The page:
Chicago group sheds ‘Audubon Society' name, and here's why

The group formerly known as the Chicago Audubon Society has changed its name to the Chicago Bird Alliance, mirroring decisions made by activism groups in several other states.

According to a press release, the Chicago Bird Alliance is joining with groups in Detroit, Wisconsin and northern California in changing their name moving forward.

“We’re very proud to be one of the leaders of this movement for a name that is welcoming and inclusive,” the group said in a letter to members.

The calls for the National Audubon Society to change its name occurred due to the legacy of John James Audubon, the namesake of the group. Famed for his work as a naturalist and wildlife illustrator, Audubon was also a slaveholder and a fierce opponent of the abolition of slavery, according to the group, and while they acknowledged that those factors deserved recognition, they argued that the name itself had become synonymous with the protection of bird species in the U.S.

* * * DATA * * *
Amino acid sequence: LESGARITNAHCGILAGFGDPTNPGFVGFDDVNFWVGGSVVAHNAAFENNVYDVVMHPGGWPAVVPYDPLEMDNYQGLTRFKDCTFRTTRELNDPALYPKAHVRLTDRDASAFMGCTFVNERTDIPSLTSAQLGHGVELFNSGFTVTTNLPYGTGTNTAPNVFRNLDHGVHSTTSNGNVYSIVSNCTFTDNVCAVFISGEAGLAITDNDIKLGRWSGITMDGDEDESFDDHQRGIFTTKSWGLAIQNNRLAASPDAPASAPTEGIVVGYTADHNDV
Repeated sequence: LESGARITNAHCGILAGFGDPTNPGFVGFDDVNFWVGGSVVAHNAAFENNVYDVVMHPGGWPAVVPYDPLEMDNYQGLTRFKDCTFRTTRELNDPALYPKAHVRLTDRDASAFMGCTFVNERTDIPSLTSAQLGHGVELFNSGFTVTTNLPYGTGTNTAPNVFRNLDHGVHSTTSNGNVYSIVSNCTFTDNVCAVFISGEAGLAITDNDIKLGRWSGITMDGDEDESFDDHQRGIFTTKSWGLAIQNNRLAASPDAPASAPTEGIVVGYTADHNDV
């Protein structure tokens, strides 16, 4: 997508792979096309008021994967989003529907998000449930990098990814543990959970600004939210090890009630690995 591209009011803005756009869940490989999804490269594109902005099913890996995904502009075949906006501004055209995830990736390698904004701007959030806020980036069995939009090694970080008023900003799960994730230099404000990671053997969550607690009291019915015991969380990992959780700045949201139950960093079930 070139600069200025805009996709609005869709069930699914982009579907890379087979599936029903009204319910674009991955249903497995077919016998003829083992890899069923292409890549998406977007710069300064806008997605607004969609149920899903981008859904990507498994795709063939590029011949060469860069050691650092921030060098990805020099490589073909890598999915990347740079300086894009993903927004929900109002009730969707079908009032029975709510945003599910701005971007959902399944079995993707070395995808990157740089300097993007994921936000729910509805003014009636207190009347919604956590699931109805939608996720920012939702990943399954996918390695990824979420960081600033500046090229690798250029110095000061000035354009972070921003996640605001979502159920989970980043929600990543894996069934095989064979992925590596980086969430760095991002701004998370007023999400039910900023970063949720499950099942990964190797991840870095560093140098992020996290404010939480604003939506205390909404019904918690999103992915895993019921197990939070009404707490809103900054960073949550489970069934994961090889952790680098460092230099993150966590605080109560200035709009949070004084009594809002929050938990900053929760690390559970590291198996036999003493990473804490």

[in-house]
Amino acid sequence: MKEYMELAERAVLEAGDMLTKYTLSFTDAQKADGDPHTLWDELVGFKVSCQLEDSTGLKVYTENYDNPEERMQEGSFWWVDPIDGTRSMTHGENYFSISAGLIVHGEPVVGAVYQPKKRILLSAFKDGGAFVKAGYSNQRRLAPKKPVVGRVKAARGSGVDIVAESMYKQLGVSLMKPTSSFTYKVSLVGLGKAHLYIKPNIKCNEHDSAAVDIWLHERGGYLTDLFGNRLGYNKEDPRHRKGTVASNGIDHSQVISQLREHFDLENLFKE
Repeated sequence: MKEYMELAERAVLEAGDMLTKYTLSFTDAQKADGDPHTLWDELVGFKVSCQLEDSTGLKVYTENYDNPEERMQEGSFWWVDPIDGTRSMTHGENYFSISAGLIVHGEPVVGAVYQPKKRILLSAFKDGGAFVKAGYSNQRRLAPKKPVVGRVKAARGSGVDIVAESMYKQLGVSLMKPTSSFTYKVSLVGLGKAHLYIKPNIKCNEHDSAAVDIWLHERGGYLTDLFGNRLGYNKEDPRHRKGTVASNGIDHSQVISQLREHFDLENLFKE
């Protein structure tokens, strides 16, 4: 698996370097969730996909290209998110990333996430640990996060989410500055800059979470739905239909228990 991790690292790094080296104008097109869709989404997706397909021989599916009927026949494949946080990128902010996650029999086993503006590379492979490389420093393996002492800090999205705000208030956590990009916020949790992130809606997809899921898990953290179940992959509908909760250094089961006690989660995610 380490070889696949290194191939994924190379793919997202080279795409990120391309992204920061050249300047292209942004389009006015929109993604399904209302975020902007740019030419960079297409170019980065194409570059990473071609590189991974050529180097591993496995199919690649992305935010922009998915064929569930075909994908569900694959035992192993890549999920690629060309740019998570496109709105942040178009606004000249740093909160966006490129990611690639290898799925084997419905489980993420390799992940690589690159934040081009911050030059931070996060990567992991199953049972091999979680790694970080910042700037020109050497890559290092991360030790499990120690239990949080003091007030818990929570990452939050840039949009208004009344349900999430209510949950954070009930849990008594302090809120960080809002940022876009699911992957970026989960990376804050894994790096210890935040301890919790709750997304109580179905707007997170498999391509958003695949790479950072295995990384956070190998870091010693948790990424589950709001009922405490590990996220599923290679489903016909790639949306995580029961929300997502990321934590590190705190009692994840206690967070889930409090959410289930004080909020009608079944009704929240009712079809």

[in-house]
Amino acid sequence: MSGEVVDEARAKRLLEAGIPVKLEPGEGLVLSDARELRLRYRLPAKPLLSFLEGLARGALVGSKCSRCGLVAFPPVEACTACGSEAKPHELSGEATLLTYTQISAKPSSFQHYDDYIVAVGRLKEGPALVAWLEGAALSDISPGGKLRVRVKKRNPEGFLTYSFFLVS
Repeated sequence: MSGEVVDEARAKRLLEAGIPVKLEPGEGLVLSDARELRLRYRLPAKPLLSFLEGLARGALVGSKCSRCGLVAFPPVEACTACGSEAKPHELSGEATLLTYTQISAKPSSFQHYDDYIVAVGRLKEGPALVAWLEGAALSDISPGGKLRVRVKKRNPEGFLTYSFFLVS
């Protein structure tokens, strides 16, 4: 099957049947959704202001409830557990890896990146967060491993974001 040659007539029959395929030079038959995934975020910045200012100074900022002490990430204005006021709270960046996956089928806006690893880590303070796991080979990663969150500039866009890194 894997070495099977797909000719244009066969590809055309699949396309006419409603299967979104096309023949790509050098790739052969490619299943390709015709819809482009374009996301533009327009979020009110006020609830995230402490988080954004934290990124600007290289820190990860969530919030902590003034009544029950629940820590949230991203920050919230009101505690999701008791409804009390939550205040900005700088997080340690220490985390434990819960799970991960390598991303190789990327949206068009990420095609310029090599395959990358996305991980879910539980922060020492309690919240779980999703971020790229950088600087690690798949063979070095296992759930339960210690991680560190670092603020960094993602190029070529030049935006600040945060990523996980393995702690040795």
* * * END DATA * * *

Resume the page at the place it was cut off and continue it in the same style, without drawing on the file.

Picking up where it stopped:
“(He was a) slaveholder with racist views and treatment of Black and Indigenous people,” NAS CEO Elizabeth Gray said.

While the national organization opted to keep the name, numerous local chapters, including the Chicago group, have opted to change their names instead.

The groups will all still be affiliated with the National Audubon Society, according to the release.  

Audubon bought and sold enslaved individuals on several occasions, according to multiple biographies, and was accused of stealing remains from burial sites of Native Americans, according to Smithsonian Magazine. He was also accused of plagiarism and academic fraud in his work as a naturalist, according to the NAS.

“Our chapters believe that bird conservation should center birds and collaboration, rather than celebrate a historical figure that is aligned with systemic racism,” Judy Pollock, president of the Chicago Bird Alliance, said in a statement.

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